It’s raining quite heavily now. I’m actually really glad about this because it means the footpaths won’t be icy, and so I am less likely to slip over.

It’s 16th December and this is my 16th day of running this month.

The reason for this madness is Marcothon.

This is an informal challenge to run every day in December (including Christmas Day), for 3 miles or 25 minutes, whichever comes first.

I first heard of it last year, but didn’t think it was something I’d be able to do. The previous winter had been incredibly icy and my asthma had been pretty bad so I didn’t feel able to commit to running every day.

So instead, I challenged myself to log an 80 mile month, a challenge set by Bangs and a Bun, whose running/fitness blog had helped inspire me when I first started out on this incredible journey in early 2012.

As a direct result of my 80 mile month, I learned how to manage my asthma on really bad days. I pushed my distances way further than I thought was possible, and just when I thought I’d left it too late, I managed to clock up 50 miles in 8 days and completed the challenge.

Finishing last year's #80milemonth as the sun went down on 2013 - Hogmanay on the Forth Road Bridge
Finishing last year’s #80milemonth as the sun went down on 2013 – Hogmanay on the Forth Road Bridge

On my very worst asthma day last winter, I set out for a short run. It can take a while for my lungs to warm up sometimes, but this time nothing was happening. I almost turned round and went home. But I happened to look at my Strava and realised that not only had I already run a mile and would have to run a mile home again anyway, but it was a fast mile and I was on track to hit a new PB for 5k. So I carried on. I still have no idea where that came from, and it was another sign that my life had really changed.

This year, largely thanks to a great winter of training behind me (which itself was largely thanks to previously unknown levels of commitment and discipline), I did some amazing things. I have run, climbed, walked and cycled in some incredible places and covered some pretty impressive distances under my own steam.

After such a big year, it was perhaps inevitable that there would be a bit of a dip. I didn’t finish my last race, back in early October. I took a couple of weeks off to rest and recover, and then just as I was hoping to start running again, I was absolutely flattened for the best part of three weeks with a sinus infection. I had wanted to get going again, but my body could barely make it from my bed to the sofa and back. I’d been incredibly unlucky, but there was nothing for it other than to let it take its course and wait until I was better.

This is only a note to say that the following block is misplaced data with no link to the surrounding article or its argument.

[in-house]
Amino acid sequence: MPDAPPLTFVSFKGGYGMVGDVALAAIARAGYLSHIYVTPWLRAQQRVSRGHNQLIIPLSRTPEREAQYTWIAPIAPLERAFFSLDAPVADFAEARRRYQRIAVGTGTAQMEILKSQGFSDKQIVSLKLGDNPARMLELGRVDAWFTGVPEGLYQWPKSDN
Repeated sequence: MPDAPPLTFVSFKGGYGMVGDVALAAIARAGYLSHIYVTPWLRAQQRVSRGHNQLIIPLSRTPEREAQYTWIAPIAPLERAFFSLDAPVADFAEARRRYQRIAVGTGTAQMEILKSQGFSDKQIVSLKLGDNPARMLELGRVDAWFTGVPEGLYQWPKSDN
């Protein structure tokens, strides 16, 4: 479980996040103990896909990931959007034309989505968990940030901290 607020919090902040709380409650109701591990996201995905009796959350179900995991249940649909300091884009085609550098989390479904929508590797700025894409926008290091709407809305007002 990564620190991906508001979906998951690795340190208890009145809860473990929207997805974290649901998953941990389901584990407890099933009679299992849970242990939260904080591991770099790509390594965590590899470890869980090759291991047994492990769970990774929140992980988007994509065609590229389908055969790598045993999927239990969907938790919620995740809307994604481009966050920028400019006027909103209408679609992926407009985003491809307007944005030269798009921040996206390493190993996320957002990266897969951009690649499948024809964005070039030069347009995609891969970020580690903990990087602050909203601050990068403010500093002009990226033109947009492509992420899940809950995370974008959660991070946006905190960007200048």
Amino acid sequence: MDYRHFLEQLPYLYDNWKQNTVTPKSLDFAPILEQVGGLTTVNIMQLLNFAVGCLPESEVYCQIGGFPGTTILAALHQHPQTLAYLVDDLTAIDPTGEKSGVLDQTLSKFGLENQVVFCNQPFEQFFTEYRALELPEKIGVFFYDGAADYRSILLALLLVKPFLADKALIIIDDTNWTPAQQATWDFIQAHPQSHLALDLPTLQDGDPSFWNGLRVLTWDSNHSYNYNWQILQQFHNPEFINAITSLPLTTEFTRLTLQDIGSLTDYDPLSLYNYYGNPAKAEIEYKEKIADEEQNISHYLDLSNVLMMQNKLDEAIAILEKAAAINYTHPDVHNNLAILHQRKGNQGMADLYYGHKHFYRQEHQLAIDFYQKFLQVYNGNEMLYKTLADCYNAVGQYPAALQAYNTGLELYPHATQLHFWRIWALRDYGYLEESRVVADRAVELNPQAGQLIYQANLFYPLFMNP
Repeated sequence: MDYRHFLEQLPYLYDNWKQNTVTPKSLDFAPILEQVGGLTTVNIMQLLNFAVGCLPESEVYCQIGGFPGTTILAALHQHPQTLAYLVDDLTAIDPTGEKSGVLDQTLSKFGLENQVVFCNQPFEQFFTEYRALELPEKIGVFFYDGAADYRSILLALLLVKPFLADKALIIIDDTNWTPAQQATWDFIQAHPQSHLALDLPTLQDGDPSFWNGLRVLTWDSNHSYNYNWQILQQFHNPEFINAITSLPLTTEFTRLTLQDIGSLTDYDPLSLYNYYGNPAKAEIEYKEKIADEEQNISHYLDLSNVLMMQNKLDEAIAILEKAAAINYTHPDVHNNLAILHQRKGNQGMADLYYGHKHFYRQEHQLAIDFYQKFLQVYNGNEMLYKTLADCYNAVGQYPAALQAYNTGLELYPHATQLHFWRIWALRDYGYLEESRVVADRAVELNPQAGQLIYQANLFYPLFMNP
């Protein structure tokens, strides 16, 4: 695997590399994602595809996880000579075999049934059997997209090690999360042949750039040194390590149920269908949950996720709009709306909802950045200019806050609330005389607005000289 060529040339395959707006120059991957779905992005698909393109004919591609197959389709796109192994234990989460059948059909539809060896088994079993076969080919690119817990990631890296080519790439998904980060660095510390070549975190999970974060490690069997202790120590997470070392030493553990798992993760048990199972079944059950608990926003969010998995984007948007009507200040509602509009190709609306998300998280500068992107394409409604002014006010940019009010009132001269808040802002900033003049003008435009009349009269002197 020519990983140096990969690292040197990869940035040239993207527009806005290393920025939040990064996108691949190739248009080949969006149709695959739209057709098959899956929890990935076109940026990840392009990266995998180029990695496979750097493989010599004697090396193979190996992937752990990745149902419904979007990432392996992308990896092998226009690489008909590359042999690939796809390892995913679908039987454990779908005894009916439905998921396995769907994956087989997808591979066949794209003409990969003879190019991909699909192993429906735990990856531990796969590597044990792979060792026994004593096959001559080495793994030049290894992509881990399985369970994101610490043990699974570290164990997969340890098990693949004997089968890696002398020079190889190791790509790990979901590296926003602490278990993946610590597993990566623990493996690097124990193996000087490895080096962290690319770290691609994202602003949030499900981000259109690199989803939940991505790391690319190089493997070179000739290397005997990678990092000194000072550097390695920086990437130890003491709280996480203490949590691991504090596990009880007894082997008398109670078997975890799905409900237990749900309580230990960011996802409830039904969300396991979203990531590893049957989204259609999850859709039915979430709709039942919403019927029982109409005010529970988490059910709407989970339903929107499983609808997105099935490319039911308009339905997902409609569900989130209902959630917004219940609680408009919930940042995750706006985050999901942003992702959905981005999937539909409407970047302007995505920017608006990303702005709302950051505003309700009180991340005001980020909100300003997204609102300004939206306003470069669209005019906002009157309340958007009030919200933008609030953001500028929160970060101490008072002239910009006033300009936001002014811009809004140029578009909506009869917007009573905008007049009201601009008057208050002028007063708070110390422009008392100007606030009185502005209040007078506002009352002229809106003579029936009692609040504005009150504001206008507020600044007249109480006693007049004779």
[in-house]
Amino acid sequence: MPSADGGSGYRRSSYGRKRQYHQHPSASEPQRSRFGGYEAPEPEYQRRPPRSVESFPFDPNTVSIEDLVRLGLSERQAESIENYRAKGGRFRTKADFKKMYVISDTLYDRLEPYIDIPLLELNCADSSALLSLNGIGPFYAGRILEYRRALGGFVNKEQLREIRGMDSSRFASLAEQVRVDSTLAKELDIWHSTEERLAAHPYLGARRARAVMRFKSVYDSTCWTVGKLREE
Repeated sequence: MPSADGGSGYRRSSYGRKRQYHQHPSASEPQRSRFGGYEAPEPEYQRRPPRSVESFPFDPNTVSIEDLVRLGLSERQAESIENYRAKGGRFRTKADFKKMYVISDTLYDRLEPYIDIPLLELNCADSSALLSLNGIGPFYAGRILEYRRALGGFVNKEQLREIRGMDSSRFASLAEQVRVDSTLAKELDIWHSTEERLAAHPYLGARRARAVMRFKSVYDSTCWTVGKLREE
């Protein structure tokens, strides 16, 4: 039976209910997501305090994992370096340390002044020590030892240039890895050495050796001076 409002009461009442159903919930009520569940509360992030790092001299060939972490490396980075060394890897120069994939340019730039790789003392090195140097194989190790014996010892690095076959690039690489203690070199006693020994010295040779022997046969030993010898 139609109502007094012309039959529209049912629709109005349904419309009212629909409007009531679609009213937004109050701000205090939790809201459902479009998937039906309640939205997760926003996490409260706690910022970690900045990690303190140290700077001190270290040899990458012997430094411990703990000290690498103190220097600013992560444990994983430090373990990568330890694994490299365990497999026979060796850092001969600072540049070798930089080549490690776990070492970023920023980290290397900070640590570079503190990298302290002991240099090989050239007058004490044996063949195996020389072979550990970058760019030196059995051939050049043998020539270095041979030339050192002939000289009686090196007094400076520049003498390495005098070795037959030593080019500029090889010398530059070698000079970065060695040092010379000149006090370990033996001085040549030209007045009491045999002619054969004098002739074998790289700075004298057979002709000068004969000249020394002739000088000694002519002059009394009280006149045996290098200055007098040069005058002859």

I’d thought about entering the Highland Fling in April  but had no idea whether I was capable of completing it, certainly not in the state I was now in. ntries opened not long after my last race, and knowing it would quickly sell out, I needed to make up my mind pretty quickly.

I reminded myself that I’d felt the same way this time last year about entering my first marathon and ultra marathon, and committing to cycle up a big mountain in France. I had no idea whether I was capable of those either, but I’d said yes and then trained and prepared as much as I could. Knowing this had all paid off gave me a bit of confidence to put my Fling entry in.

We had a wonderful week’s holiday in the north west Highlands, with some running, walking and a bit of scrambling. Marcothon would start just after we got back and this year I felt ready to give it a go.

I didn’t expect to love it as much as I have.

I didn’t expect to see the results I’ve seen.

In just over two weeks, I’m pretty much back to the speed I was running at the start of the year when I’d set a 5k and 10k PB. Admittedly these are short distances compared to my ‘normal’ preferred distances, and nothing like the terrain I will be running on come race day, but given how bad my chest has been recently, frankly I am astonished.

The first week, I was absolutely shattered. Even running half an hour a day on top of a normal working day was more than I had done for a few weeks. But within a few days, I felt fine. My legs haven’t been sore at all, just a little tired on a longer run on Saturday.

The hardest days so far have been Day 3, when I was just getting going again and really struggled to shove myself out of the front door, and Day 9 when I had to run at 6am because I was out in the evening and would be in no fit state to run when I got home.